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Happy Ending of Ethereum DeFi Hack Still Leaves Much to Be Desired



It has been a tumultuous ride for users of Ethereum’s decentralized finance (DeFi) over the past few days.

The evening of April 18th saw DeFi protocol go into a tailspin, with the protocol’s primary address bleeding funds at a rapid clip. In fact, within a few hours, $25 million worth of value, held mostly in Ethereum and Tether’s USDT, was wiped from the protocol, revealed to be stolen by an attacker utilizing an exploit.

But in a dramatic turn of events, the funds have been returned. Over the past 24 hours, the hacker has slowly siphoned coins back to the users, with $25 million worth of Ethereum and ERC tokens now sitting snug in dForce’s admin address.

While those affected by the hack are making it off lucky this time around, it would be a stretch to say that Ethereum DeFi is back to normal or that this industry sector is ready to go mainstream.

DeFi Isn’t Ethereum’s Killer Use Case Yet

Camila Russo — a Bloomberg journalist turned Ethereum content creator — pointed out that prior to the Lendf debacle, there were exploits in March, in February, and then June of last year. Each attack differed in size, but took place across a swath of protocols and involving a series of different cryptocurrencies, showing that these issues are “not just one project’s problem.” She elaborated:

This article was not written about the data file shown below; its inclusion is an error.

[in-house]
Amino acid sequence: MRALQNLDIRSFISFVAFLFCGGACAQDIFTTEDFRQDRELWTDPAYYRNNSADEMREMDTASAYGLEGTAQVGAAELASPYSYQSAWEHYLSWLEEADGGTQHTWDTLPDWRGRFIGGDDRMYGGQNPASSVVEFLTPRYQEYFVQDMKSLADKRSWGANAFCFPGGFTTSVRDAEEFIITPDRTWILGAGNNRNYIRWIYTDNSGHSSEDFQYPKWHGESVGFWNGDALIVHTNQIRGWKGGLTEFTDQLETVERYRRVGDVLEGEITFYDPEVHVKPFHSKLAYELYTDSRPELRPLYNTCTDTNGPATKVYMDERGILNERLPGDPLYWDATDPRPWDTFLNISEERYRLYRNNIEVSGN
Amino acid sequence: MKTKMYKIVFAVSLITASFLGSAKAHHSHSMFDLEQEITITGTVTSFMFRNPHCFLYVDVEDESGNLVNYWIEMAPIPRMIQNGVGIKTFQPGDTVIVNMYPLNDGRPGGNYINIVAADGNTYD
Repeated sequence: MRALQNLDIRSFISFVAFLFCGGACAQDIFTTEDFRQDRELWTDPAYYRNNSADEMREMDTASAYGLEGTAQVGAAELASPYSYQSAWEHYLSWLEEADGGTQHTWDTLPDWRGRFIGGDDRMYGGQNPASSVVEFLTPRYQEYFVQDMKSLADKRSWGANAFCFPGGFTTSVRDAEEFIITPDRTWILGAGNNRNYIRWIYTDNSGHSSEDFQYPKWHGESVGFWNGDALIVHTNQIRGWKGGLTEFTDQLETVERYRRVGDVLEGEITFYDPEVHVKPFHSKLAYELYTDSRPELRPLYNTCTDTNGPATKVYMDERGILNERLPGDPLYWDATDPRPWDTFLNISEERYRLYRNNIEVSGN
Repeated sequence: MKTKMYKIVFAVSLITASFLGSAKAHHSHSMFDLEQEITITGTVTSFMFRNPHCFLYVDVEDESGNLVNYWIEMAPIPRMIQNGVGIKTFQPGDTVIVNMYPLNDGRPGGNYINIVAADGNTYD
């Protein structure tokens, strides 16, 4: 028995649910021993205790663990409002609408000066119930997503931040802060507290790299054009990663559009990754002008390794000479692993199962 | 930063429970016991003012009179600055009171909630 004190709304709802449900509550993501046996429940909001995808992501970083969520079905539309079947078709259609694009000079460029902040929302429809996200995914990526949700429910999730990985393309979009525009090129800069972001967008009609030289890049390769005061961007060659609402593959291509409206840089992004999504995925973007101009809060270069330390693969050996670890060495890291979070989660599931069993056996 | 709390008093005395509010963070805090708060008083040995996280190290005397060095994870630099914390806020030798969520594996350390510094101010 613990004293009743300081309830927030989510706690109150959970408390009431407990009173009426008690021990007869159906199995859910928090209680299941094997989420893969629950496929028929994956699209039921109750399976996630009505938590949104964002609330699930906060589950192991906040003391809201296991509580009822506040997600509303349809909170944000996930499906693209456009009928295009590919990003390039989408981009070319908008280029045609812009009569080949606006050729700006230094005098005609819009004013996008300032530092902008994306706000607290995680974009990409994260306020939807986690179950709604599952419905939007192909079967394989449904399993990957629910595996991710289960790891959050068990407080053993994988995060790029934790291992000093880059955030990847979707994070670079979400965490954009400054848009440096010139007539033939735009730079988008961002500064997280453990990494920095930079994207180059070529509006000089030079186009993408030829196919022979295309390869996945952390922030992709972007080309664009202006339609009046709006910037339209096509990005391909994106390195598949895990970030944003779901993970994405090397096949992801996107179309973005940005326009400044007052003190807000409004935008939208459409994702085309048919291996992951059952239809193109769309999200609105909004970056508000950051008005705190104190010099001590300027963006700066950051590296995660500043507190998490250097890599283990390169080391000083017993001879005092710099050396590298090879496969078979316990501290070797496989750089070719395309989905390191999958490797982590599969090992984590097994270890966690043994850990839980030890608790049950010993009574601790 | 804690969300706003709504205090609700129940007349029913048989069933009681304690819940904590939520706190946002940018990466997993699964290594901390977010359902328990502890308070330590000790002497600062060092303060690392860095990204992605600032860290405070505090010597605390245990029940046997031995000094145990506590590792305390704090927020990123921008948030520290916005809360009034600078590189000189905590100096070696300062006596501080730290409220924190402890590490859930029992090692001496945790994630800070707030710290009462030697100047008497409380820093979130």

“It’s not just one project’s problem. DeFi needs better security standards or we’ll continue seeing the downside of that composability double-edged sword.”

This shows how despite DeFi being classified by one of Ethereum’s killer use cases, it’s not there yet, with there being clear kinks in these decentralized systems that need to get ironed out if mainstream adoption is to be seen.

The Need for Insurance

It seems that Ethereum DeFi has escaped the grasps of defeat once again, but this hack is likely to spark more questions than ever about decentralized insurance products.

A big theme of the hack of dForce’s protocol was that the users affected lost a large portion of their savings — after all, $25 million in holdings were thought to be lost forever.

As you can include messages in Ethereum transactions by converting text into hexadecimal code, one wrote to the hacker: “That money, the $10,700, was basically all of my cash savings. I don’t know what you’re [sic] situation is but I’m personally hurting. Please do what you think is right.”

Image Courtesy of Etherscan

Others followed suit, echoing the feelings of loss, with another penning a story about how they are apparently going to lose their belongings as the Ethereum that was stolen was purchased through a loan.

An insurance product, whereas users pay a fixed fee or third parties audit the code of protocols, could have been a great benefit amid this debacle.

Think about it, if bank accounts aren’t insured, why should decentralized “bank” accounts be left uninsured?

Photo by Rahul Chakraborty on Unsplash

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